5G Antenna Metamaterials
A project to investigate the use of metamaterials in antennas for point-to-point radio networks is being carried out by researchers.
17:31 10 April 2018
Researchers from the University of Exeter’s Department of Physics and Astronomy are working together with a microwave engineering company, Flann Microwave, to understand how metamaterials can be used in antennas for point-to-point radio networks. The goal is to determine if the project can make antennas smaller, cheaper, more powerful and less intrusive.
Metamaterials are formed by assembling multiple elements using composite materials, such as metals and plastics. These materials can be used in antennas to allow them to absorb light waves while reducing their sizes. This project is expected to play a crucial role in the deployment of 5G, the next-generation mobile network that is expected to launch in the UK starting 2020. Metamaterials could be the key to make the widespread deployment of 5G financially viable. The smaller and more lightweight they are, the cheaper and easier thy will be to manufacture, ship and install.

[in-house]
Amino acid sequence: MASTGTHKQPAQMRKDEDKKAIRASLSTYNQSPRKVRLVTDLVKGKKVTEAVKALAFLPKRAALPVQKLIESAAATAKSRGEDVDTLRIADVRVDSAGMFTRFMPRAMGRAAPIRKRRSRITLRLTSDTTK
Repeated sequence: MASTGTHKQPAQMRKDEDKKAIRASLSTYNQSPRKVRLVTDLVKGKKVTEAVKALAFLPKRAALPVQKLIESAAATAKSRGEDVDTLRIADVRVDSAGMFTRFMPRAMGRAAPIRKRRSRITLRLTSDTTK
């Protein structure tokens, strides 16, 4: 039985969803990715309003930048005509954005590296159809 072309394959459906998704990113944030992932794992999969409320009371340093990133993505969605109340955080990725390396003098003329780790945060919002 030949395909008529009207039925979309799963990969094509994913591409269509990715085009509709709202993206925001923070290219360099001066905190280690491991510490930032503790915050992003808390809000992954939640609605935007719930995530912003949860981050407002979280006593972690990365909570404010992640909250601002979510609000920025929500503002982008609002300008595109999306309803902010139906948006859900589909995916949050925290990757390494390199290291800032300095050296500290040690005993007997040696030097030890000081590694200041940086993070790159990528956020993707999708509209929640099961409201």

Professor James Watts, CEO of Flann Microwave, said “This is incredibly exciting work which has implications nationally and internationally in the development of next generation communications networks. We are excited at an academic level and by the practical and commercial opportunities which we hope will flow from this project and which could one day become mainstream in network development.”